Asian Music and Dance


Dance professionals adept at the classical form odissi tend to receive less attention in the UK than those who practise either bharatanatyam or kathak. This alone was reason enough to draw a full and warmly-responsive audience to the sole London presentation (following on the heels of a debut at Luton’s Hat Factory) of Shakti by the Odissi Ensemble. Presented by Kadam and this magazine, the production also marked the first time that UK-based odissi dancers and musicians have performed together in the country. Beyond the rarity factor, however, was the simple fact that the evening, although imperfect, was an easily engaging and rewarding assemblage of skills delivered with considerable assurance and sincerity.

 The ensemble proved to be an estimable quartet from the get-go, opening a bill of shortish pieces with three works choreographed by Guru Kelucharan Mohapatra. The first, a subtly-perfumed invocation to Ganesha, demonstrated their collective unity and individual sense of style. It was a pleasure to see the compact Elena Catalano, the differently yet equally pleasing Maryam Freeflower and Katie Ryan and, last but far from least, the towering Kali Chandrasegaram sway and stamp while sporting beatifically knowing smiles. Ryan was then accorded the initial solo, a dance in praise of Lord Vishnu in the guises of Krishna and Rama. It was a small tour de force, Ryan essaying five scenes with a springy energy and varied expressivity (fierce here, serene there). She and her colleagues returned in Batu, a pure dance that underlined features of the odissi technique – including the teapot-like position of the arms and body, and a surprisingly graceful juddering on the heels – aligned within the stage space to the geometry of the diagonal, the circle and so on. All three dances featured music composed by the relatively unheralded Pt. Bhubaneshwar Mishra, a composer who knew how to successfully marry melody and rhythm.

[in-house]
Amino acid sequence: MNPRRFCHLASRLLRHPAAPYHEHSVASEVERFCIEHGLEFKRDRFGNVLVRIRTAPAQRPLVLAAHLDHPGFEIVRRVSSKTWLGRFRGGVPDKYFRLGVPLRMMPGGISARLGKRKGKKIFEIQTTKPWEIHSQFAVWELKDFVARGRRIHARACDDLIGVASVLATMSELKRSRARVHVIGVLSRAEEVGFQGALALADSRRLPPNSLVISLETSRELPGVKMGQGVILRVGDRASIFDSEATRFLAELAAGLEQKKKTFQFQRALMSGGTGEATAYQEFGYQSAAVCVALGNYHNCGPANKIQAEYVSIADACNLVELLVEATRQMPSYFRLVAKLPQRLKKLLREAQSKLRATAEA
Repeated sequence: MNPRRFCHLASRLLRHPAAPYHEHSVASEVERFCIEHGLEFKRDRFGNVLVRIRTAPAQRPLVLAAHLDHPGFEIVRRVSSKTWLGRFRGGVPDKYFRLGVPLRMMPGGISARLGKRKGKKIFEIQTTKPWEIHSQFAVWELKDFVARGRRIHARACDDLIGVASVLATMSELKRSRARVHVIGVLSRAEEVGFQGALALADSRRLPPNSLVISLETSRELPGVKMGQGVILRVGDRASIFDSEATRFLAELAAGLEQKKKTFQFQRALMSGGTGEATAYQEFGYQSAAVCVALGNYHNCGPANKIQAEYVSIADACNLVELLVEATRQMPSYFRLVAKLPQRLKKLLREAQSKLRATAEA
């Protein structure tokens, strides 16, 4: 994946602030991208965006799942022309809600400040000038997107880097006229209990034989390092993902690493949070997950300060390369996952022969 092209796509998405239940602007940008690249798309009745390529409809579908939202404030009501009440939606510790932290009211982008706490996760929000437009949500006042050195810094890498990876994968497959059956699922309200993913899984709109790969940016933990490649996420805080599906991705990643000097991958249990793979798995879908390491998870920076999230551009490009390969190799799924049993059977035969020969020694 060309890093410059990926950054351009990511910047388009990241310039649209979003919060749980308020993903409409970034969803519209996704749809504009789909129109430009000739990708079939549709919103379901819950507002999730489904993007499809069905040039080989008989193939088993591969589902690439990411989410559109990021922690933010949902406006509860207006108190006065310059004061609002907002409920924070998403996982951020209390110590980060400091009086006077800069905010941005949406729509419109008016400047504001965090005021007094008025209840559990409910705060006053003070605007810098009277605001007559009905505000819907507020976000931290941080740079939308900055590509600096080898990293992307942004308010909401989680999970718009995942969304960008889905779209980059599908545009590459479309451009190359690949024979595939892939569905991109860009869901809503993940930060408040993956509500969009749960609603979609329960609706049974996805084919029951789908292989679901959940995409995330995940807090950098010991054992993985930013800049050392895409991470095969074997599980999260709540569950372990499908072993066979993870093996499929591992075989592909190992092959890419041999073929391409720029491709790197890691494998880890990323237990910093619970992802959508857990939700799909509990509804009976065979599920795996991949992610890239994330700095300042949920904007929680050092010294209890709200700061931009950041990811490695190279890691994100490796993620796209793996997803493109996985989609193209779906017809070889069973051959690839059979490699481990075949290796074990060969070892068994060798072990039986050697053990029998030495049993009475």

The first half ended with a dreamily devotional, soothing abhang or ‘unbroken’ song in the Marathi language from vocalist Jahnavi Harrison – an ideal example of the invitation to ‘sit back and enjoy’ that we’d been offered at the very start of the night. Harrison also served as a violinist, playing alongside her fine fellow musicians Ranjana Ghatak (also a vocalist), Parvati Rajamani (spoken rhythms), and Gurdain Rayatt (percussion).

After the interval came Megh Pallavi, a duet for Catalano and Freeflower that underlined their shared strength and refinement. They pulled this partnership off with aplomb, especially given the technical glitch (a case of temporarily faulty recorded sound) that occurred before they’d even commenced the dance. For me, however, the evening’s highlight was Chandrasegaram’s Bhagavati Ashtaka, conceived as a sacred homage to the masculine and the feminine. Shaven-headed and with an almost iconically pretty face, this big man cut quite a figure in his sheer red, silky trousers and waistcoat-like black top. But there’s a controlled power inside Chandrasegaram’s flesh that suggests intriguing depths. Dancing with a fierce yet delicate formality, his solo tapped into a divine embodiment of ecstasy and form. I love, too, how he took time to inhabit the essences and shapes of his choreography.

Afterwards Rayatt impressed with a tabla solo, spilling out rippling beats with subtle virtuosity. At once ambitious yet innately modest, the show finished with a dance that capitalised on the ensemble’s varying sizes and personalities as well as odissi’s capacity to embrace spectacle and emotion within a religious context. Production values throughout were simple, with the lighting in particular sometimes seeming uneven. But such was the evening’s pervasive generosity of spirit, ultimately any limitations mattered little.



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